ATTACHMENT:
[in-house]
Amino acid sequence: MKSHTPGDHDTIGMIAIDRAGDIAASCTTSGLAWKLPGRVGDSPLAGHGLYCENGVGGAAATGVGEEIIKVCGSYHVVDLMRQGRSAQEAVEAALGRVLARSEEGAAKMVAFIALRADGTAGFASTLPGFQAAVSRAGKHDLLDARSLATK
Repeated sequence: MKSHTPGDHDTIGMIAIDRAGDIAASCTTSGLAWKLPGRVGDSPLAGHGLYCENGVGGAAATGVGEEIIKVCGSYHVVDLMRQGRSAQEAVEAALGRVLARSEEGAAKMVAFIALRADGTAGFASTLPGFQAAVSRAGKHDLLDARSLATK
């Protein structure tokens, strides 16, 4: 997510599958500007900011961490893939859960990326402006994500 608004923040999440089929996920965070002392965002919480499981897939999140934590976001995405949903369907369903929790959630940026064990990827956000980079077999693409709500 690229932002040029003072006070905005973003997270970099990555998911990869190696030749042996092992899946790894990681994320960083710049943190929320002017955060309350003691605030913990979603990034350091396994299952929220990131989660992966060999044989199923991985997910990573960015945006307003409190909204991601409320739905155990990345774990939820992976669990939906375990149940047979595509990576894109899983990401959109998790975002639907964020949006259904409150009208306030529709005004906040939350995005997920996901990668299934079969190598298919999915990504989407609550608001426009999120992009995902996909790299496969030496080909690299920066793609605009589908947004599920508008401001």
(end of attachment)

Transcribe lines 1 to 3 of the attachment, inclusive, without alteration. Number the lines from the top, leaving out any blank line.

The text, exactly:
[in-house]
Amino acid sequence: MKSHTPGDHDTIGMIAIDRAGDIAASCTTSGLAWKLPGRVGDSPLAGHGLYCENGVGGAAATGVGEEIIKVCGSYHVVDLMRQGRSAQEAVEAALGRVLARSEEGAAKMVAFIALRADGTAGFASTLPGFQAAVSRAGKHDLLDARSLATK
Repeated sequence: MKSHTPGDHDTIGMIAIDRAGDIAASCTTSGLAWKLPGRVGDSPLAGHGLYCENGVGGAAATGVGEEIIKVCGSYHVVDLMRQGRSAQEAVEAALGRVLARSEEGAAKMVAFIALRADGTAGFASTLPGFQAAVSRAGKHDLLDARSLATK